This medication is used for treatment of infertility. It is especially effective on patients with PCOS or patients
who do not respond to Clomid.
Side Effects
Hot flashes, headaches, breast tenderness


Ovidrel® is the only recombinant chorionic gonadotropin (r-hCG) approved in the U.S. Ovidrel® is
administered subcutaneously (just under the skin) with a small needle. Other available hCG products are
urine-derived and need to be given intramuscularly with a much larger needle.
Ovidrel® is indicated to help egg follicles mature and to trigger the release of mature eggs in women
following the follicular phase of fertility treatment. Ovidrel® should not be taken if there are signs or
symptoms that ovarian hyperstimulation syndrome (OHSS) or over-stimulation of follicles may occur.
2012 Women's Health Specialists, S.C. ● Family Fertility Program ● REV. 080112 Side effects
As with other hCG preparations, side effects can occur with the use of Ovidrel®: discomfort at the injection
site, stomach pain, nausea and vomiting have been reported. As with all medications, it is important to report
any physical changes and all symptoms to your health care provider. Contact your doctor immediately if you
experience severe pain or bloating in the stomach or pelvic area, severe upset stomach, vomiting, or weight
gain. These may be symptoms of a rare but serious condition called ovarian hyperstimulation syndrome
(OHSS). Severe OHSS occurred in less than 1% of patients during clinical trials.

Progesterone (Prometrium, Endometrin, Progesterone suppositories,
Progesterone in oil)

FDA: Only Prometrium is FDA approved and it is approved for use in menopause in conjunction with
estrogen hormone replacement. It is pure oral micronized progesterone. Progesterone suppositories and
Progesterone in oil are usually compounded by individual specialty pharmacies (pharmacies that specialize
in distributing fertility drugs). Most progesterone packaging advises not to use in pregnancy but these drugs
are the exact same progesterone produced by the human ovary in the luteal phase and in early pregnancy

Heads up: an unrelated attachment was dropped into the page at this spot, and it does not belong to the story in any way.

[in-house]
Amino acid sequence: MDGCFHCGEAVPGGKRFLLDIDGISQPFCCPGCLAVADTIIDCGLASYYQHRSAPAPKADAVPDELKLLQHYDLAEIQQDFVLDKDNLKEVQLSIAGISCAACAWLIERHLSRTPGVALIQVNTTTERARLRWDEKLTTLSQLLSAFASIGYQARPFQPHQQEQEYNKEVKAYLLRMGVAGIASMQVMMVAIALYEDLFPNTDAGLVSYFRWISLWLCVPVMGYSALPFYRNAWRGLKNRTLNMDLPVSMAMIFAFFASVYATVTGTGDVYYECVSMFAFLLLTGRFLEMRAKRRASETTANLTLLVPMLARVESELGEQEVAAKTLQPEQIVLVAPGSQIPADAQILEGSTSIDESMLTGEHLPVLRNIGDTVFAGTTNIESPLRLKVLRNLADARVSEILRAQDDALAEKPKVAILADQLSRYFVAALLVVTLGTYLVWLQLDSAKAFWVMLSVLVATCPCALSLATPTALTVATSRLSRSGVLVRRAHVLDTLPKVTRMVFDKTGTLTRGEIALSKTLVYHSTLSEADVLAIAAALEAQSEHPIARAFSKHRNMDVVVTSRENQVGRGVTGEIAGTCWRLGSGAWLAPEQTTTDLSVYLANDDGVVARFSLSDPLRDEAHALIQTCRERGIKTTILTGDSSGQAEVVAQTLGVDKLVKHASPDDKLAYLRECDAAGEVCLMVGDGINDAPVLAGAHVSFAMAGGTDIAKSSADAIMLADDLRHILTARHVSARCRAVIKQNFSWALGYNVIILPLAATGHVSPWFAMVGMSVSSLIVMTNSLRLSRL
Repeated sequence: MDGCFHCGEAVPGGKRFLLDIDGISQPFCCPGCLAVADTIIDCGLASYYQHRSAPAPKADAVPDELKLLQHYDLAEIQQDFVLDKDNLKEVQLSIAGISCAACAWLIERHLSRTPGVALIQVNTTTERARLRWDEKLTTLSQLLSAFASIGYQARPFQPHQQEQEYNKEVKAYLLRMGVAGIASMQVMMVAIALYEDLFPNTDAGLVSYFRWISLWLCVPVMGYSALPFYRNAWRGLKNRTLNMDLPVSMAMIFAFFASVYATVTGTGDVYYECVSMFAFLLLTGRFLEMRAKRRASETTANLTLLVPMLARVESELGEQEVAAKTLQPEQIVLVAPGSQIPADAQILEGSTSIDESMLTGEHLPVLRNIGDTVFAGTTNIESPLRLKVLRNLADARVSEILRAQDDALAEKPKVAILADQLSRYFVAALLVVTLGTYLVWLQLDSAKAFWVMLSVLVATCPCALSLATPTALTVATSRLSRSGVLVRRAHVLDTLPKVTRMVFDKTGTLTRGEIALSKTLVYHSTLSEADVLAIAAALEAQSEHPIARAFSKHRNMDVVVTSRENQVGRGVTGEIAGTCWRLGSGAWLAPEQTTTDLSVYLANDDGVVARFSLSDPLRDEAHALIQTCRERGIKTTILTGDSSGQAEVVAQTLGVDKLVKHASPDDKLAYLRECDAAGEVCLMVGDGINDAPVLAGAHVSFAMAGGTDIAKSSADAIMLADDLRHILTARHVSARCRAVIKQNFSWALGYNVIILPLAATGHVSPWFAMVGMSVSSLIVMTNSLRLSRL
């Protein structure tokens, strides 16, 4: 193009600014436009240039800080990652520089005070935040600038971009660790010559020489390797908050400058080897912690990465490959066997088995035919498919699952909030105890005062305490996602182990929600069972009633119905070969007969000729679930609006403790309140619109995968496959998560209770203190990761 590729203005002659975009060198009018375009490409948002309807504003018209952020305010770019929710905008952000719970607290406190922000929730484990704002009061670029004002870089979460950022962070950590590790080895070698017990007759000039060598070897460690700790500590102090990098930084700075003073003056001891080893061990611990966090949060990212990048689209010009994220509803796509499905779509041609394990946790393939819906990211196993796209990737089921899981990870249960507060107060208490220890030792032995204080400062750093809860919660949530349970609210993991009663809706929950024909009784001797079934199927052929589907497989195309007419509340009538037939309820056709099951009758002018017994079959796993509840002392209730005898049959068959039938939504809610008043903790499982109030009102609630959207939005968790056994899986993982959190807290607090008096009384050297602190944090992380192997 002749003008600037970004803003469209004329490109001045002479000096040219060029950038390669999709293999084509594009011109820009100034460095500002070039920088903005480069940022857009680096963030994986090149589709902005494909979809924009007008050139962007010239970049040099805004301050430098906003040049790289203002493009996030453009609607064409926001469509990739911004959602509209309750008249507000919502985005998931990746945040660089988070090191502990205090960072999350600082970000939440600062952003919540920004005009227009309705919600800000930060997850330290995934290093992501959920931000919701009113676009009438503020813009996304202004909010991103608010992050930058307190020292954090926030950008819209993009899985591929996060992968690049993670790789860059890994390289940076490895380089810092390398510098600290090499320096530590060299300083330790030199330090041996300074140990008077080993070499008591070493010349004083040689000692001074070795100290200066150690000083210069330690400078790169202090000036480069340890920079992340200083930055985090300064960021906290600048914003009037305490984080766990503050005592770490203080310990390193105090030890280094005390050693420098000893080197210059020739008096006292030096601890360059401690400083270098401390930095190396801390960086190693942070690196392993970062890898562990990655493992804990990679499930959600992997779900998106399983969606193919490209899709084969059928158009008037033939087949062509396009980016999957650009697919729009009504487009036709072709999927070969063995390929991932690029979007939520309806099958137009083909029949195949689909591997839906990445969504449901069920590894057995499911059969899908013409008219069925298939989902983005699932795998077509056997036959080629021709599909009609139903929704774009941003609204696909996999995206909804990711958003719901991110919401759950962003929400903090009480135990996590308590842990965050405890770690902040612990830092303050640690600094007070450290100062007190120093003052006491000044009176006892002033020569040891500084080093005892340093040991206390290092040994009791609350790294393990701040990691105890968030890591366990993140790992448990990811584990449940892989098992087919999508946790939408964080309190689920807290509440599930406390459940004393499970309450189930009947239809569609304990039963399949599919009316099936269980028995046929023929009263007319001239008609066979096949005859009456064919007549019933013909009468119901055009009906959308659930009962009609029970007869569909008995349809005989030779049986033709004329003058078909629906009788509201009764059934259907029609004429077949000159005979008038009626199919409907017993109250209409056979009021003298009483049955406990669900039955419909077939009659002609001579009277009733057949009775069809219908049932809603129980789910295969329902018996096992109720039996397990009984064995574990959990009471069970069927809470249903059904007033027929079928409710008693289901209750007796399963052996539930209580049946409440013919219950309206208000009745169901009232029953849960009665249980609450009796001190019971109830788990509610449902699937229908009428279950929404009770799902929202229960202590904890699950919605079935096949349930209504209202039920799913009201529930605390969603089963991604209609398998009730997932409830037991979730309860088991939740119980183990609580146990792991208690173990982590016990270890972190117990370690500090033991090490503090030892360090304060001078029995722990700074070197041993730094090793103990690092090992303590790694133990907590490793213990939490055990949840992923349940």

so are widely used in fertility treatment.
Most common side effects: Mostly very minor things like breast tenderness or mild bloating. For patients
on progesterone in oil, local pain and redness at injection sites is common.
Adverse effects: Local vaginal reactions such as irritation or itching from suppositories. Severe local skin
reactions to progesterone in oil are fairly rare.
Long term effects: Questions have been raised as to whether high doses of progesterone in early
pregnancy may be associated with urinary tract abnormalities in the fetuses of the mothers taking
progesterone. There has never been any such association proven. Mood swings, weight gain, breast
tenderness, insomnia, local irritation at injection site (it is normal to have some redness or irritation at site
due to loculation of oil; massaging the area, applying hot packs to the area before and after injection to help
relieve these symptoms). If taking progesterone in oil notify the clinic immediately if hives or rash develops.
Do not use if allergic to peanut or sesame oil.
Cold and Flu Guidelines

The best prevention against cold and flu viruses is adequate rest, a good diet, and frequent hand washing. A head
cold may last 7-10 days.
If necessary while trying to conceive or questionable pregnancy, plain Tylenol may be sued for aches, pains and
fever. Over the counter Sudafed, Actifed or Tavist tablets may be used as directed for nasal congestion. Afrin nasal
spray may also be sued for no more than 3 days. Prolonged use may worsen nasal congestion. Plain Robitussin may
be used for cough. Throat Lozenges or cough drops are safe to use as directed.
For stomach upset or heartburn, you may use Tums, Maalox, or Mylanta as directed.
When you have a cold, drink fluids and get extra rest. A vaporizer at night and extra pillows to elevate your head may
also be helpful. If your cold symptoms seem more severe than usual, or if you have a severe sore throat, please call
you MD.
For flu symptoms, a clear liquid diet for 24 hours may prove helpful. Clear liquids include tea, Kool-aid, strained
lemonade, stained fruit juice (orange, grape, cranberry, apple, cran-apple) fruit-flavored beverage, fat-free broth,
bouillon, gelatin, hard candy, popsicles, fruit and ice.
2012 Women's Health Specialists, S.C. ● Family Fertility Program ● REV. 080112

Source: http://foxvalleyobgyn.com/wp-content/uploads/2012/02/FFP-patient-info-booklet-080112.pdf